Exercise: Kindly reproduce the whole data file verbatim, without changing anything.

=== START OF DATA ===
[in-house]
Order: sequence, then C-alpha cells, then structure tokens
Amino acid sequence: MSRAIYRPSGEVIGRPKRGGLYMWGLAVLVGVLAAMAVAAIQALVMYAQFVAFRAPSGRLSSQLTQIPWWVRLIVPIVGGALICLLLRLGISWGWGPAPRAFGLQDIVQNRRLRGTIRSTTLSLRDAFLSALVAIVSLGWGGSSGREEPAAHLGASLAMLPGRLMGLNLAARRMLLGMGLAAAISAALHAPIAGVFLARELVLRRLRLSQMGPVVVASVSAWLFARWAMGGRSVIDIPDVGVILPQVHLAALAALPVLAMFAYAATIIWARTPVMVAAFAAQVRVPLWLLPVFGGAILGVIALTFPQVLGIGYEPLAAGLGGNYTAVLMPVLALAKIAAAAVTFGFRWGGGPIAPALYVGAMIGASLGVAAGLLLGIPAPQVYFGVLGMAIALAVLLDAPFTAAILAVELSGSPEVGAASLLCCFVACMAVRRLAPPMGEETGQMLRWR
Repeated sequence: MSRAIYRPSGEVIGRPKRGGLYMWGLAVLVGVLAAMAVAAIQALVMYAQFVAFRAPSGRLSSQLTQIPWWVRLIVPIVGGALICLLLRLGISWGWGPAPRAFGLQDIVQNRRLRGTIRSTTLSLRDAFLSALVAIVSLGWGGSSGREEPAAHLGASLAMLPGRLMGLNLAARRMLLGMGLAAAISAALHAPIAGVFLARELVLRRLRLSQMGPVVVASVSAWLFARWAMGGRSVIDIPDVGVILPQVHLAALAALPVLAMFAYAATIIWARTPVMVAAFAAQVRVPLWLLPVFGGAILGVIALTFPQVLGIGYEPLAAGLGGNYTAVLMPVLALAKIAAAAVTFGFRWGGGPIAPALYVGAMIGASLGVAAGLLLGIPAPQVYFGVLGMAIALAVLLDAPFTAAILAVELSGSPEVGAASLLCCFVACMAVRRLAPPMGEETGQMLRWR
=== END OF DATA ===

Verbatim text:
[in-house]
Order: sequence, then C-alpha cells, then structure tokens
Amino acid sequence: MSRAIYRPSGEVIGRPKRGGLYMWGLAVLVGVLAAMAVAAIQALVMYAQFVAFRAPSGRLSSQLTQIPWWVRLIVPIVGGALICLLLRLGISWGWGPAPRAFGLQDIVQNRRLRGTIRSTTLSLRDAFLSALVAIVSLGWGGSSGREEPAAHLGASLAMLPGRLMGLNLAARRMLLGMGLAAAISAALHAPIAGVFLARELVLRRLRLSQMGPVVVASVSAWLFARWAMGGRSVIDIPDVGVILPQVHLAALAALPVLAMFAYAATIIWARTPVMVAAFAAQVRVPLWLLPVFGGAILGVIALTFPQVLGIGYEPLAAGLGGNYTAVLMPVLALAKIAAAAVTFGFRWGGGPIAPALYVGAMIGASLGVAAGLLLGIPAPQVYFGVLGMAIALAVLLDAPFTAAILAVELSGSPEVGAASLLCCFVACMAVRRLAPPMGEETGQMLRWR
Repeated sequence: MSRAIYRPSGEVIGRPKRGGLYMWGLAVLVGVLAAMAVAAIQALVMYAQFVAFRAPSGRLSSQLTQIPWWVRLIVPIVGGALICLLLRLGISWGWGPAPRAFGLQDIVQNRRLRGTIRSTTLSLRDAFLSALVAIVSLGWGGSSGREEPAAHLGASLAMLPGRLMGLNLAARRMLLGMGLAAAISAALHAPIAGVFLARELVLRRLRLSQMGPVVVASVSAWLFARWAMGGRSVIDIPDVGVILPQVHLAALAALPVLAMFAYAATIIWARTPVMVAAFAAQVRVPLWLLPVFGGAILGVIALTFPQVLGIGYEPLAAGLGGNYTAVLMPVLALAKIAAAAVTFGFRWGGGPIAPALYVGAMIGASLGVAAGLLLGIPAPQVYFGVLGMAIALAVLLDAPFTAAILAVELSGSPEVGAASLLCCFVACMAVRRLAPPMGEETGQMLRWR